Private foundations (including Texas-based and national foundations)
Education and training for TANF-eligible parents
|County Departments of Social Service
State/local criminal justice agencies
Local Workforce Investment Boards
Community Action Agencies
VA Health Dept
Mental Health agencies
VA Education Dept
State colleges and universities
|Baptist General Convention
Virginia Council of Churches
New Canaan Baptist Church
Ministerial Associations, denomination judicatories
Chambers of Commerce
 68 Federal Register 56430, 56449, 56466 (September 30, 2003).
 This site, the District of Columbia, is treated as a state for many purposes. For this reason, and in the interests of simplicity, it is referred to in the report as a state along with the other seven sites.
 68 Federal Register 56430, 56449, 56466 (September 30, 2003).
 Charitable Choice applies to federal program funds administered by federal agencies or by state or local agencies. It also applies to state and local funds commingled with these federal funds.
 Because of the emphasis on a broad approach by 2007 when the FCL study was conducted, this report uses the phrase faith-based and community organization (FBCO) unless we are specifically differentiating between FBOs and secular community-based organizations (CBOs).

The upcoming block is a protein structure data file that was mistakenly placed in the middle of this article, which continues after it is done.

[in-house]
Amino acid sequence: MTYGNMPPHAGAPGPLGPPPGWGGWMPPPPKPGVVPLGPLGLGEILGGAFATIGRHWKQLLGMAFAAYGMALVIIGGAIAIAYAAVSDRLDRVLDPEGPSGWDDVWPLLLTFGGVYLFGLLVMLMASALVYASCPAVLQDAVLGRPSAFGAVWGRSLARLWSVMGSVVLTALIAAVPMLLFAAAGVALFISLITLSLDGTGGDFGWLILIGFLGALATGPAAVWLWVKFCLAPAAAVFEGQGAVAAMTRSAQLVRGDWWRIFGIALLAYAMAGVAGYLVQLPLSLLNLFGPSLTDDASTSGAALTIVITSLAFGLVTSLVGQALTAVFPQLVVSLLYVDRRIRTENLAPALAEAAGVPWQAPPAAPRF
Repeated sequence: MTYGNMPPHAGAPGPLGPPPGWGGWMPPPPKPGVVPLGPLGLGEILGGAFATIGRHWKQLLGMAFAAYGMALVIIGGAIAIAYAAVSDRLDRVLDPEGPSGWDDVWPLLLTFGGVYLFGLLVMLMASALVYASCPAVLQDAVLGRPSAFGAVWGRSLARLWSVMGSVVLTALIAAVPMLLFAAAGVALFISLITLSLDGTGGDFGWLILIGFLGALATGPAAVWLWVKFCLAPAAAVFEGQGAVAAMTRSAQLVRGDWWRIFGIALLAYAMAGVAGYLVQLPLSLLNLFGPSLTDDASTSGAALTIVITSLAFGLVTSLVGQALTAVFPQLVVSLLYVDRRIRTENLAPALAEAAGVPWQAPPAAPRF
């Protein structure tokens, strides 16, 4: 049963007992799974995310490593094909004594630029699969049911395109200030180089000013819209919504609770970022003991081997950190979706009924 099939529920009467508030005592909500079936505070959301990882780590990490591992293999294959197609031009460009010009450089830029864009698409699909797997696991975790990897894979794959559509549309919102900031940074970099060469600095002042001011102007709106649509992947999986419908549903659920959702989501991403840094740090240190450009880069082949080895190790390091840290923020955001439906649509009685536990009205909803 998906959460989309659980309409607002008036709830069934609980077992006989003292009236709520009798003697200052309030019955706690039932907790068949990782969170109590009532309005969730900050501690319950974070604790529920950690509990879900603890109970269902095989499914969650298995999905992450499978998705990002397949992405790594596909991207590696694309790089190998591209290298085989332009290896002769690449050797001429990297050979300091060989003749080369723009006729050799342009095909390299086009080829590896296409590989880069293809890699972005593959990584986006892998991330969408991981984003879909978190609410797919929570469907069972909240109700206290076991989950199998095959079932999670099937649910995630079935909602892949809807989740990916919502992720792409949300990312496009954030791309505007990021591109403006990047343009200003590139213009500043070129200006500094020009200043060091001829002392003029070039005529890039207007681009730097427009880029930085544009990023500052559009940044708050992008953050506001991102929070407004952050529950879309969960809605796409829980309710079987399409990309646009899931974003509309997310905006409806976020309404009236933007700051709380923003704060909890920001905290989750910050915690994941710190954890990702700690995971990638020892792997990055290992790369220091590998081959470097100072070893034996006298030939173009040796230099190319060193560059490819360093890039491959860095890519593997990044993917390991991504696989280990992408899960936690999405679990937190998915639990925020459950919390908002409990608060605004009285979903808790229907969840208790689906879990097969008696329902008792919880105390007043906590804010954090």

From the White House OFBCI website link to its list of state FCLs, http://www.whitehouse.gov/government/fbci/contact-states.html.
 We explored the FCL function in a number of cities and ultimately selected the District of Columbia for a case study. For the sake of simplicity, we refer to the case study sites as states throughout the report.
 The study team did not independently verify the White House OFBCI or Sager data. We have data on establishment only for the FCLs included in Dr. Sagers study.